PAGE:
Ever since I started this blog, I have received different questions about Vietnamese cooking in general. One of those is how to prepare Vietnamese-style vegetarian food. Some questions even go a bit backward, is there a vegetarian cuisine in Vietnamese cooking? Yes, of course!!! Vietnamese vegetarian cuisine has been mostly emerged and developed through the popular practice of Buddhism in the country. The most accepted school of Buddhism in Vietnam, if I am not mistaken, is Zen Buddhism. And followers of this school believe that a vegetarian diet assist in meditation and harmonization with other creatures on Earth.
I first experienced vegetarian meals at the village pagoda with my grandmother. The vegetarian food there was very simple and pure, produced from very fresh and healthy ingredients. Almost everything was home grown and made on premises from the vegies in the garden, to kitchen essentials like tofu and sauces. Such spirit has also been preserved in vegetarian restaurants. Most of my friends in Vietnam associate vegetarian food with fresh and healthy eating. Although faux meat and seafood are common, all dishes are prepared with much care and mostly house made.
For me, vegetarian food is a form of nourishment. And more importantly, it should be prepared with great respect to ingredients. That´s why I am starting a series on Vietnamese vegetarian cooking. It´s also my effort to bring my home cuisine to all my vegetarian friends … I hope these posts will help you have a better understanding about the Vietnamese cooking.
Let´s get started, shall we?
The dish I am making today is Pumpkin Simmered in Caramel Sauce. Braising meat/fish in caramel sauce is a staple dish for Vietnamese household. The most famous version is using fish or pork. But using pumpkin really lifts this familiar taste to a different level. After braising, the pumpkin is soft and its sweetness blend so well with the darker caramel flavors (it´s like bittersweet). Serve it with some rice, and I will be more than happy. And don´t forget the sauce! Spoon it over the rice to savor the delicious sauce, too…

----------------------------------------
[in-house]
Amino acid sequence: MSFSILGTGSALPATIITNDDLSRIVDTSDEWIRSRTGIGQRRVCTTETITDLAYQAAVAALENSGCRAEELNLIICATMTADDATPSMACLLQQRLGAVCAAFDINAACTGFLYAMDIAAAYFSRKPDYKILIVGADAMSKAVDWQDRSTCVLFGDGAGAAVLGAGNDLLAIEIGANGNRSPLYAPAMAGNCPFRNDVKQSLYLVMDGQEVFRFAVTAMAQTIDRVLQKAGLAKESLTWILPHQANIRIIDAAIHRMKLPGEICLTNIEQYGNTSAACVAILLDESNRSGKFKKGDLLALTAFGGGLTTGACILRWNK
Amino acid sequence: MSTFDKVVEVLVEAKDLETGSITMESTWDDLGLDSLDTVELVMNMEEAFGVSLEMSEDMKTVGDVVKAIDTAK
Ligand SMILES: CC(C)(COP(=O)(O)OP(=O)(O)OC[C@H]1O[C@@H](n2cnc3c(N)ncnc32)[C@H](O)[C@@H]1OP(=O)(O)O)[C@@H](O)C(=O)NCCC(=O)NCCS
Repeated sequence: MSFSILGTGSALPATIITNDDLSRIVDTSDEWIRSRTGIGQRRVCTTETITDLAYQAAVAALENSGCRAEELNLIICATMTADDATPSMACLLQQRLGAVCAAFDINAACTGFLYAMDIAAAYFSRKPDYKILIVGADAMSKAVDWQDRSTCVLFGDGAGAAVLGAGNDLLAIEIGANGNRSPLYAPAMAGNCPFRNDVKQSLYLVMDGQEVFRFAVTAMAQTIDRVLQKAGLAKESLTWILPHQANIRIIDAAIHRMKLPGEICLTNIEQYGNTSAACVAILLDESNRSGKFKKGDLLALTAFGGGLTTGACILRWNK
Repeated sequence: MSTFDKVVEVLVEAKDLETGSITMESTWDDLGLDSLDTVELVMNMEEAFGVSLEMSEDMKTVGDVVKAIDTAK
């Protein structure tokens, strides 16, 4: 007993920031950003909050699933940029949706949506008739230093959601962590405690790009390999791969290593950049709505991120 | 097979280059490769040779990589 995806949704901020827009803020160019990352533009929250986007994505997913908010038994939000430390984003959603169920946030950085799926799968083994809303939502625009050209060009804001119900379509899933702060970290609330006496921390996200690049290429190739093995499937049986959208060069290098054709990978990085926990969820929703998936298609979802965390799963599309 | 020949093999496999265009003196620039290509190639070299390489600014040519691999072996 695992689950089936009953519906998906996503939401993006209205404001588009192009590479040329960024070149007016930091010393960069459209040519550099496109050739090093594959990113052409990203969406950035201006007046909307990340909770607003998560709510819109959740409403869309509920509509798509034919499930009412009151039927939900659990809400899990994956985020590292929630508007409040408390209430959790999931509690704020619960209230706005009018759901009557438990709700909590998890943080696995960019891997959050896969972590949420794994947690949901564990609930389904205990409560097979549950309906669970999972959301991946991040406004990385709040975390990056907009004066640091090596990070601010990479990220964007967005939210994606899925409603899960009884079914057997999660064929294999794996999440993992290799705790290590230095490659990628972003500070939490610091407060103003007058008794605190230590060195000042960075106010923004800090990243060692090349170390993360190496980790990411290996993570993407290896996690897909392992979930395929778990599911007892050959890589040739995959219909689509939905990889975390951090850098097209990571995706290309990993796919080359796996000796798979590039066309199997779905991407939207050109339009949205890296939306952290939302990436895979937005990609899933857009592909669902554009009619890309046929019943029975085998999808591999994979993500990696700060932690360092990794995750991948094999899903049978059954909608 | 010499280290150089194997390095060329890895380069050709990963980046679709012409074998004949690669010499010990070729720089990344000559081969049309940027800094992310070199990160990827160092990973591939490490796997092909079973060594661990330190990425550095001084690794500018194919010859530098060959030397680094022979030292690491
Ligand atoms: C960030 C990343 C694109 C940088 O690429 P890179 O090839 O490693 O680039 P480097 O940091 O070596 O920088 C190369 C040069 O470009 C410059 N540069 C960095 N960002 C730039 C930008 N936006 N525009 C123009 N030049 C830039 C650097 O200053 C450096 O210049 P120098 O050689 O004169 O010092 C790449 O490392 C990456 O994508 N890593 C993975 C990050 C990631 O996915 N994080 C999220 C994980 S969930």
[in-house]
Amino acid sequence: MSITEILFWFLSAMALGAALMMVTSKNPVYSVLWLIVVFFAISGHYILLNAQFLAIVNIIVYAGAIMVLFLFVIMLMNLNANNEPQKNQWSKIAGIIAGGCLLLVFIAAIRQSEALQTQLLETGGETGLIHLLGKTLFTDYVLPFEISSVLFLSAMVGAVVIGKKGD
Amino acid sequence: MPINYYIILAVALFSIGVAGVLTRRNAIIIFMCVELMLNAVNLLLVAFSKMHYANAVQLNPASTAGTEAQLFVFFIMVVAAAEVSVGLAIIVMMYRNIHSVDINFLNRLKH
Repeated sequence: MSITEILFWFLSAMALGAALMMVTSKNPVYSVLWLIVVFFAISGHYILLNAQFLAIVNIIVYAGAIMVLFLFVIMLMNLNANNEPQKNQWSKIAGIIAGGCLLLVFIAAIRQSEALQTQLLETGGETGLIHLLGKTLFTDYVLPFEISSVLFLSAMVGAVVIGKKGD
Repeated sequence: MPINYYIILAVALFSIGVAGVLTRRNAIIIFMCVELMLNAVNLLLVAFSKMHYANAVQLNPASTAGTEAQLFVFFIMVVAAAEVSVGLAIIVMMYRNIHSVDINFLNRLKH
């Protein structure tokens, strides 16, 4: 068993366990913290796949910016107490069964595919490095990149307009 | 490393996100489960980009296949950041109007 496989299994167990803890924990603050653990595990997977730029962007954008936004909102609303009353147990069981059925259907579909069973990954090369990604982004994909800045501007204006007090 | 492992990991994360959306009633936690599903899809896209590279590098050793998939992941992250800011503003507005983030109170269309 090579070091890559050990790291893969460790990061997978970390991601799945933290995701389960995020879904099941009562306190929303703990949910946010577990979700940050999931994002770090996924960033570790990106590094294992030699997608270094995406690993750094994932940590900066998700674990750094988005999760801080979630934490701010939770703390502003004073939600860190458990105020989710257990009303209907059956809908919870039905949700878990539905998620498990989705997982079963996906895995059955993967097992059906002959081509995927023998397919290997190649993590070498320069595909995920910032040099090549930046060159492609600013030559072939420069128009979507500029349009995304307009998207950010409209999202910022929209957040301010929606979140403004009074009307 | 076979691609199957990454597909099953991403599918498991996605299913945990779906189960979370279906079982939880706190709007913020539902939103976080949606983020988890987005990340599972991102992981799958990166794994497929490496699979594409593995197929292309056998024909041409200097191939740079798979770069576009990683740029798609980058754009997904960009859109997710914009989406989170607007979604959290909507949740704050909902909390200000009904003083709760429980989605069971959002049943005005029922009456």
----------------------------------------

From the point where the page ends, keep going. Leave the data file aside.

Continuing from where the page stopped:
I have used the lovely Japanese pumpkin (photo), but you can use whichever variety available. Remember to keep the skin on. This helps the pumpkin wedges to stay in shape, and provide a little crunch for the final dish.
Now, the caramel part! I have included two recipes for the caramel sauce. I personally prefer the dry method since it´s quicker. But if you are afraid of burning your pan, use the second one (almost fool proof). Whichever method you use, the final caramel should look something like the following photo. Don´t go lighter or the flavours will not be achieved.
Pumpkin Simmered in Caramel Sauce
Recipe inspired by idea shared by ihi from TTVNOL
Pumpkin, about ¼ (400g), cut into large wedges
Caramel Sauce, prepared as two methods described below
Flour to coat the pumpkin
Little oil to panfry
Sea Salt, to taste
Sesame oil (optional)
Chopped spring onion* and/or shredded bell pepper to garnish
Ground Pepper, to serve
- Lightly coat the pumpkin with some flour. Shallow fry until reaching a golden color. (Don´t skip this step since it helps to flavor the dish).
- In a saucepan (heavy bottom preferred), arrange the pumpkin wedged. Pour in the caramel sauce (the caramel sauce should reach at least 1/3 of the pumpkin height). Add vegetable stock or water so that the liquid barely reach the pumpkin surface.
- Add salt. Bring the mixture to a simmer, then turn on very low heat. Simmer for 20-30 mins or until the pumpkin is cooked through… You can simmer a bit longer so the pumpkin is very soft, giving a creamy sauce in the end. Check seasoning. The dish is supposed to be lightly sweet and have deep caramel flavors.
- Just before serving, add spring onion and bell pepper garnish. Drizzle a little sesame oil. Add some ground pepper if preferred. Serve hot with rice.
(*): Vietnamese Buddhists avoid eating spicy and ingredients like onions, garlic etc. But I just include it here according to my taste.
Dry method: Please go to this link. The quantity prescribed should be more than enough for this dish. This is my preferred method. Don´t burn the sugar since the caramel sauce is not supposed to be bitter!
Method 2: Please refer to the preparation here.I haven´t tested the recipe, but it sounds right!
This post is my entry for Weekend Herb Blogging, an event created by the wonderful Kalyn. The host of this week is Ulrike from Kuchenlatein. The round up should be ready on Monday next week. Don’t miss out! Also, we are all eager to celebrate the 2nd birthday of WHB. So please check out Kalyn’s blog for all the details!